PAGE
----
The growth of the womens’ game over the past two decades has been “amazing”, she said.
Despite taking longer to recover from each match at her age, Woodhouse has no immediate plans to retire from the Renegades, and when she does she will probably continue her involvement as a coach.
“When I woke up on Sunday, I was ‘oh God, maybe I need to retire’, my body was so sore.
“At this stage of life, it’s not about winning a premiership but if I stop having fun and don’t love it any more, that’s when I will retire. But I’m still playing okay and enjoying myself at the moment so I have no plans to give it up.”
Kelly Dungate is the first woman to hold the title of Brunswick Football Club president on her own (a past president Kim Hennessey shared the role with Jarryd Browne).
After injuring an ACL in 2019, she has been stranded on 75 matches but has not ruled out making a comeback to strive for 100 games for her beloved Renegades.
Meanwhile, women’s footy is now an entrenched part of the Brunswick Football Club, which was formed in 1963 as North Old Boys Amateur Football Club.
Since the addition of junior boys in 2008, the Renegades in 2014, and junior girls in 2015, the club has grown to 19 teams across all age groups.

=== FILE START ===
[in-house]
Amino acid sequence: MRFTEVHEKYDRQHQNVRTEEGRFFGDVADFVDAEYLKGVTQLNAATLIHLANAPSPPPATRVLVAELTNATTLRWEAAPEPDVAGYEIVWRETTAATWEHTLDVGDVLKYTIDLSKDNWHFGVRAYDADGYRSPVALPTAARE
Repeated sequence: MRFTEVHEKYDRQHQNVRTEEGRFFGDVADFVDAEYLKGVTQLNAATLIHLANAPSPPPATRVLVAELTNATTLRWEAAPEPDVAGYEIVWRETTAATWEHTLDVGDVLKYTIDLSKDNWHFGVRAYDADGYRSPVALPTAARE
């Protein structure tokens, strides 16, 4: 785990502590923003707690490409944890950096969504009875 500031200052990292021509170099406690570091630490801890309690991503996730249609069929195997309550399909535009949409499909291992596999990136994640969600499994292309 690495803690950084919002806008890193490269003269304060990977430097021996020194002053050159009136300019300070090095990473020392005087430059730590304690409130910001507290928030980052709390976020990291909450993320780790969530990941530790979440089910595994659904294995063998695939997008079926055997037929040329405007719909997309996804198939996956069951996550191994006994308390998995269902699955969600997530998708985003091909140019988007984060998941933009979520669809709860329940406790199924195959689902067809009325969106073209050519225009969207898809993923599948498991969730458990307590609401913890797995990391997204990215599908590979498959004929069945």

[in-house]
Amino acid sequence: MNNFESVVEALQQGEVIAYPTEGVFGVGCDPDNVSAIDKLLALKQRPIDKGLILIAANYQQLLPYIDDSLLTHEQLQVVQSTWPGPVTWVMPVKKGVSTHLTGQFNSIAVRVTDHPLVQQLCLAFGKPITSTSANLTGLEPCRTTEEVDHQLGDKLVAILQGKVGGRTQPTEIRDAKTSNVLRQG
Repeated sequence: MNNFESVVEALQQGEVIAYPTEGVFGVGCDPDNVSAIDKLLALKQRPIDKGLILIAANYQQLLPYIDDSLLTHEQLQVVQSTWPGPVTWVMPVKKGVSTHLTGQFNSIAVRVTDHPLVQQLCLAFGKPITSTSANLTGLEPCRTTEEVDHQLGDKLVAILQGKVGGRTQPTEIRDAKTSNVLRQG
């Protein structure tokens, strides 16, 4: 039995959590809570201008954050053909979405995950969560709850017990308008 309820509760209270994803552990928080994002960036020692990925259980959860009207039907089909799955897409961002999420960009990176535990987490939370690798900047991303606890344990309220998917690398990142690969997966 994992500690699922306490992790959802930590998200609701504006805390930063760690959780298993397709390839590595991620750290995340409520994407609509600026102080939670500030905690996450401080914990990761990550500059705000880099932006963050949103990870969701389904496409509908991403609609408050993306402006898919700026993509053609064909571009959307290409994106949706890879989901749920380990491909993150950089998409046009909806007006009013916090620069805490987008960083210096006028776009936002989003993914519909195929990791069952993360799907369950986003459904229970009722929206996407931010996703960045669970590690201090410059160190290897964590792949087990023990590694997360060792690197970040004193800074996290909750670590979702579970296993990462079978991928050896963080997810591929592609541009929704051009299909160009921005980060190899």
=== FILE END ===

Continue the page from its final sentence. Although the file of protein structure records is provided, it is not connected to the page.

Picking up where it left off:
“[The men and women] were kind of like ships in the night at first, we kind of existed but there wasn’t a lot of integration but when we had our co-presidents Kim and Jarryd they kind of pushed the one club mantra.
“There’s still a bit of work to do but every season we get a little better at it. We have events together and things like that, and I think that’s what really cements the one club is doing everything together.”
The Renegades next home game at Gillon Oval is on April when they host Mazenod OC on April 29, and following that is the derby against North Brunswick on May 13.
The Renegades are always open to new players who are welcome to show up at training on training nights are Mondays and Wednesdays from 6.30pm to 8pm.